Take the 2-minute tour ×
Japanese Language Stack Exchange is a question and answer site for students, teachers, and linguists wanting to discuss the finer points of the Japanese language. It's 100% free, no registration required.

Where does the kanji for 凄い come from? I don't know what any of the component strokes mean, and it just looks really strange to me. Can I get an etymology of the word? In Chinese I think it means something completely different...

share|improve this question
    
It has an 音読み of セイ which is a 漢読み. In words using that reading, the meaning seems to be cold or harsh. That may have a meaning similar to the meaning in Chinese (I cannot speak to that point). The two components are ni-sui (related to 水 but often meaning cold) and tsuma (妻). –  virmaior Dec 14 '13 at 2:28
    
What is tsuma? And also what is kanyomi? –  Anthony Dec 14 '13 at 3:58
    
Japanese sound readings fall into several categories. One of them is the 漢. These refer to different waves of pronunciation take from China (ja.wikipedia.org/wiki/%E9%9F%B3%E8%AA%AD%E3%81%BF) つま means wife. It's an element in the Japanese system for writing characters... –  virmaior Dec 14 '13 at 10:55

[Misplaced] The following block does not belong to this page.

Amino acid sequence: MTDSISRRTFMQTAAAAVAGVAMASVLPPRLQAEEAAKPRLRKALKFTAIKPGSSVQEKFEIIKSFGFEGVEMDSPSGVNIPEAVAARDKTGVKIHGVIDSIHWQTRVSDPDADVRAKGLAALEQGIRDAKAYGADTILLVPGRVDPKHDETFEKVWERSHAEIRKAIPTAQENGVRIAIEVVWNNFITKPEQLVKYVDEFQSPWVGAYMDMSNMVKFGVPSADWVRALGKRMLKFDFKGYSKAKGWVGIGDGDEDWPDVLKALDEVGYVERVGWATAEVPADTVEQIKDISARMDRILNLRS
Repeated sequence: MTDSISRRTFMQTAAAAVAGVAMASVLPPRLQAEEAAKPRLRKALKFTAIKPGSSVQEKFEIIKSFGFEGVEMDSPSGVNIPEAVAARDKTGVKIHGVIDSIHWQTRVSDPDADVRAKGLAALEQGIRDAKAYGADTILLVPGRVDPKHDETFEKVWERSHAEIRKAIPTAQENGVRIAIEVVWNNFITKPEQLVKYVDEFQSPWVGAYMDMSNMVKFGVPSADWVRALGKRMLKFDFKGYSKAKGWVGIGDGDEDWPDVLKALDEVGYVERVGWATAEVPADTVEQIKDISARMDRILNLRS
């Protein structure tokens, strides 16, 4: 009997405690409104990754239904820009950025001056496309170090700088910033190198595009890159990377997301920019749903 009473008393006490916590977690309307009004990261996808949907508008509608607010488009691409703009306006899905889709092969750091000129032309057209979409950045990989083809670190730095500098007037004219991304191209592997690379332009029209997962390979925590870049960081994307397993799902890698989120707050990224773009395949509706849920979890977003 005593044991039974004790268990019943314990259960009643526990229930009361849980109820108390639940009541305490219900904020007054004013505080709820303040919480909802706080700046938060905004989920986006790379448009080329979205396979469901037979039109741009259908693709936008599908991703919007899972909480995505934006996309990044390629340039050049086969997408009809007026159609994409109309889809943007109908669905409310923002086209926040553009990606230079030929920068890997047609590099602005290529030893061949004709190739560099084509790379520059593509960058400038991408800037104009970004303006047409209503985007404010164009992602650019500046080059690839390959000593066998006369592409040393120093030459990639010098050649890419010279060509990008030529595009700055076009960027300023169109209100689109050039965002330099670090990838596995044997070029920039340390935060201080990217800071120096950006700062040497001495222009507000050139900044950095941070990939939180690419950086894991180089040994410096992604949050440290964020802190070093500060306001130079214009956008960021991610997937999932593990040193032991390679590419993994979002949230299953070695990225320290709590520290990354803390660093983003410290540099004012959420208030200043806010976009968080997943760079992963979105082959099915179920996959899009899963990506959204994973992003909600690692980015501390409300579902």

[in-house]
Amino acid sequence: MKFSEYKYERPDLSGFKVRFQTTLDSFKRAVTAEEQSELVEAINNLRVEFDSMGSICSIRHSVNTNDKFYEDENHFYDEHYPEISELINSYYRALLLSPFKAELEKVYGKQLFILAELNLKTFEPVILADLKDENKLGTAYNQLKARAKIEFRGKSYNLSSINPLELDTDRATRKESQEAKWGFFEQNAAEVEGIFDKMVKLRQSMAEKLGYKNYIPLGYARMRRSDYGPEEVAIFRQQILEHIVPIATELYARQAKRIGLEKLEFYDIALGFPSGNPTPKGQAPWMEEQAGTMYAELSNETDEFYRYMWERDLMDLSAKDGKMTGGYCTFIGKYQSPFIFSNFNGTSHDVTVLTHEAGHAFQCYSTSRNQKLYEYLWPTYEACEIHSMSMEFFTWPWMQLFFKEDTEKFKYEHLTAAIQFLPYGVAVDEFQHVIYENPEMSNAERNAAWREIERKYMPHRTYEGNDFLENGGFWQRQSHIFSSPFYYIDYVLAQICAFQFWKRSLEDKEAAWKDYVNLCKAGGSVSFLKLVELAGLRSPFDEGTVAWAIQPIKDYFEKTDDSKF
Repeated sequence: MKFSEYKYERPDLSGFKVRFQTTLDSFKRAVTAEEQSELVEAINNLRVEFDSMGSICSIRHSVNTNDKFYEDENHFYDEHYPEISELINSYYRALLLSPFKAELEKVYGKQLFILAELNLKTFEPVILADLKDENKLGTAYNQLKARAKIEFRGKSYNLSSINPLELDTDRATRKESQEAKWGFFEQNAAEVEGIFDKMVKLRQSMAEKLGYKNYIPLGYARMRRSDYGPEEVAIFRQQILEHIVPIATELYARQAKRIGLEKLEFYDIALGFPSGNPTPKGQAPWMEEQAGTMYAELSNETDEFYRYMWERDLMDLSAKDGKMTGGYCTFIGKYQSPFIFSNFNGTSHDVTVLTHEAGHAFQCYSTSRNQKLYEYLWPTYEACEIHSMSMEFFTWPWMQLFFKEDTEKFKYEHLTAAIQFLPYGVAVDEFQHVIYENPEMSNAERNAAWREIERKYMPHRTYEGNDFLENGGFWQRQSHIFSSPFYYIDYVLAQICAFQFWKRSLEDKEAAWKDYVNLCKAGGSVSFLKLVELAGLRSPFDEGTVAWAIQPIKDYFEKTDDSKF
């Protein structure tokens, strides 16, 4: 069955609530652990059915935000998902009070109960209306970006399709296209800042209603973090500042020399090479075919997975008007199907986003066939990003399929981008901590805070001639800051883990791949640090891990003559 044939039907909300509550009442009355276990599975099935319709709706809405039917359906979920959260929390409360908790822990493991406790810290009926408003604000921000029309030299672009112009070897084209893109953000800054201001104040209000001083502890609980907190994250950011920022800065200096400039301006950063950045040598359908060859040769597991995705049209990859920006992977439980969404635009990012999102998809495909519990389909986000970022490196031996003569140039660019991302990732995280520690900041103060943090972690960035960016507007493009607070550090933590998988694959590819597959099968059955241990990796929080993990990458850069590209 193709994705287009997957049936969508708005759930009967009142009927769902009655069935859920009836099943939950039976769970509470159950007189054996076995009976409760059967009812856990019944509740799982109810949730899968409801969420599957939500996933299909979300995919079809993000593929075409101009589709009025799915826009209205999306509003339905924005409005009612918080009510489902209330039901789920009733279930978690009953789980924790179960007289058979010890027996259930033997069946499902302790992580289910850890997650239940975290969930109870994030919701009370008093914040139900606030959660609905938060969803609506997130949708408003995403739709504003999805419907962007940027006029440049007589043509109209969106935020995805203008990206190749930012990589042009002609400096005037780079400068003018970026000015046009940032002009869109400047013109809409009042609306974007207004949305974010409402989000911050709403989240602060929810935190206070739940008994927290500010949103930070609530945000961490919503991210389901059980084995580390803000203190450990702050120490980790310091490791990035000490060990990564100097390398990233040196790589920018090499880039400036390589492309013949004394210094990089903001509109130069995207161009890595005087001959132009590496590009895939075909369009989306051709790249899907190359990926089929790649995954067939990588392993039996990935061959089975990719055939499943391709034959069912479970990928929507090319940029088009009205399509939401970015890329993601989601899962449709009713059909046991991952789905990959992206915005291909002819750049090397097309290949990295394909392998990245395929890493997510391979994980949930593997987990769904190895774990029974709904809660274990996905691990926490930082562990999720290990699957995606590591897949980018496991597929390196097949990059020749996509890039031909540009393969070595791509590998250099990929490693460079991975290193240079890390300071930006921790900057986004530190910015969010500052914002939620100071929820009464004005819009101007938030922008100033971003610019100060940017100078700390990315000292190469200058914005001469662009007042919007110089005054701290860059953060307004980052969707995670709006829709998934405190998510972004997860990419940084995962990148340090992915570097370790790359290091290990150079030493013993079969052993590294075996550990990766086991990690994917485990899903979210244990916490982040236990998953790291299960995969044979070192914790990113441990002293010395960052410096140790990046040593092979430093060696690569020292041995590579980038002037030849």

1 Answer 1

up vote 6 down vote accepted

凄 = 冫 + 妻 

The radical 冫 is named にすい and it means "ice".

妻 means "wife".

凄 means "ice-cold", "bleak", "mournful", "frigid", etc., so it is a kanji with highly negative meanings.

You stated that the kanji meant something completely different in Chinese but it DOES NOT. Your statement appears to be based on a comparison between the positive modern colloquial meaning of 「[凄]{すご}い」 in Japanese and the negative original Chinese meaning of 「凄」, does it not? If so, it is not a fair comparison.

凄い in Japanese was originally a very negative word, too. It meant "dreadful", "unearthly", "grim", etc. You probably had the modern meaning "fantastic" in mind, did you not?

share|improve this answer

Your Answer

 
discard

By posting your answer, you agree to the privacy policy and terms of service.

Not the answer you're looking for? Browse other questions tagged or ask your own question.